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On breastfeeding

On breastfeeding

It’s hard to believe that it’s already the end of February. My baby boy is no longer a newborn and hasn’t been one for sometime now, but I can’t seem to wrap my head around the fact that in less than six months, he’ll already be a year old. How does time go by so...

It’s hard to believe that it’s already the end of February. My baby boy is no longer a newborn and hasn’t been one for sometime now, but I can’t seem to wrap my head around the fact that in less than six months, he’ll already be a year old. How does time go by so fast?
During this time, he’s learned how to soothe himself, roll around, laugh, communicate and play alone in his crib. These seemingly small tasks are enormous milestones, given the fact that they seem to be instinctual. It still boggles my mind when I watch him accomplish something on his own. I feel like his personality is really coming out now and, maybe it’s just me but, I think he’s a pretty happy baby. He’s outgrown his colic and usually doesn’t cry unless he’s uncomfortable or tired. It’s a relief to look over at him and have him smile back at me simply because he knows who I am.
nursing_akiraIn these six months, I’ve diligently nursed him and love that I am able to have that bond with him. It’s our time together that’s so primal and natural, sweet and peaceful. It’s something I know will calm him down and/or fill his hungry belly. It’s special and really gives me pause at the realization that I have, quite literally, been sustaining him using my body. It’s an incredible feeling.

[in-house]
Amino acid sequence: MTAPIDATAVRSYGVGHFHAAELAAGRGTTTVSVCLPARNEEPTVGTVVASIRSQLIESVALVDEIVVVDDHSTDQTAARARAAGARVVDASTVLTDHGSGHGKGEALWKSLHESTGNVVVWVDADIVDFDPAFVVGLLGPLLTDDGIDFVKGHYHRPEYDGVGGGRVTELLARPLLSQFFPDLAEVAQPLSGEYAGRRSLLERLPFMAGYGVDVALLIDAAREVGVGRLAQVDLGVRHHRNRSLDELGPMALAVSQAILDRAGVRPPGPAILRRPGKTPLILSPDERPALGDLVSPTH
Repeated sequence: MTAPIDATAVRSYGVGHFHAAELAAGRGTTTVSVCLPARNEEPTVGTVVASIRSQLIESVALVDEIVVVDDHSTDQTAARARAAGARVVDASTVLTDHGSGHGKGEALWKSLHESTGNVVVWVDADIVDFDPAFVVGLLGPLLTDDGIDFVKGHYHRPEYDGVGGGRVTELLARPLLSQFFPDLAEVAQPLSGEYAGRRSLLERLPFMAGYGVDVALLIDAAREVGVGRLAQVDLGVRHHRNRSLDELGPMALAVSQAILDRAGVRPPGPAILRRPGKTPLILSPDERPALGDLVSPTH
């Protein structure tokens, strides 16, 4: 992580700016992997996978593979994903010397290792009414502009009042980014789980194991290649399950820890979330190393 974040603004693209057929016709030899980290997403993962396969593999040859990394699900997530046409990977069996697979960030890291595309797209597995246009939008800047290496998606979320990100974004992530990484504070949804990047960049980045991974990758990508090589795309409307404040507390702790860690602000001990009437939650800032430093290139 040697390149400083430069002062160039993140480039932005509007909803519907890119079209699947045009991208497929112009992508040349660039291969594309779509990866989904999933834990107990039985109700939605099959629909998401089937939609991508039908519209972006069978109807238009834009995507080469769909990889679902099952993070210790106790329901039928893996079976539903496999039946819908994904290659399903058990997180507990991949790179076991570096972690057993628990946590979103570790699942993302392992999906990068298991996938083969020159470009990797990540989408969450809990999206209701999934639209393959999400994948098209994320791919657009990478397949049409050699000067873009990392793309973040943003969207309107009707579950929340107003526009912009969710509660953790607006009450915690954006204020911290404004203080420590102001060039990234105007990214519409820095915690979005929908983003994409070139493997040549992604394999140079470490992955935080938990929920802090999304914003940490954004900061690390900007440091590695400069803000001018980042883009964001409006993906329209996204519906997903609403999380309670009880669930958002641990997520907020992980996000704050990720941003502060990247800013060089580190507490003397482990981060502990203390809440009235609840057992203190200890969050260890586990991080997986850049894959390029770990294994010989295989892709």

I gave myself a goal of nursing Anaïs for a full year when she was born. She, however, had other plans. I was devastated when she weaned herself at exactly 10 months old. I desperately tried to get her to continue, but she just wasn’t having it. I felt defeated, and—to be honest—I was pretty hard on myself for not being able to meet my goal. My sister and friends told me I did a great job, that some moms either can’t nurse that long or choose not to. I took their words to heart, but there was still a part of me that felt like I had somewhat failed. With Akira, he seems to have a voracious appetite with no signs of slowing down. I have, once again, given myself that goal of nursing for a full year, but I have also told myself that if I don’t make it because he chose to wean, I wouldn’t be as hard on myself as I was a few years ago. On the other hand, if he continues to want to nurse after a year, I’d be thrilled to oblige. It’s been such a beautiful bonding experience for me that I’d like to be able to continue.
It’s been interesting (to say the least) to be in the camp of women who breastfeed in public. I’ve gotten a lot awesome support and encouragement from family, friends and strangers alike, and although I’m still shocked by it, I guess it shouldn’t come as a surprise to me that there are still people out there who believe that breastfeeding—quite possibly the most natural thing a mother can do for her baby—can still be stigmatized to be “abnormal” or “gross” because a body part has been misconstrued into something solely sexual and not accepted and celebrated for what their original function is.
There are tons of blog posts or news stories of mothers who have been shamed or berated for nursing in public, and it makes me so unbelievably sad that it still has a long way to go as being accepted as the norm. While I feel grateful that my children are exposed to breastfeeding and that my husband is my biggest advocate when it comes to it, some mothers make the choice not to nurse, while others struggle and can’t. And no matter what, how a mother chooses to feed her baby, whether it’s formula or breastmilk, she should never feel less than because of her decision. At the end of the day, we’re all moms doing our best to feed and take care of our children. And that is a feat in and of itself.

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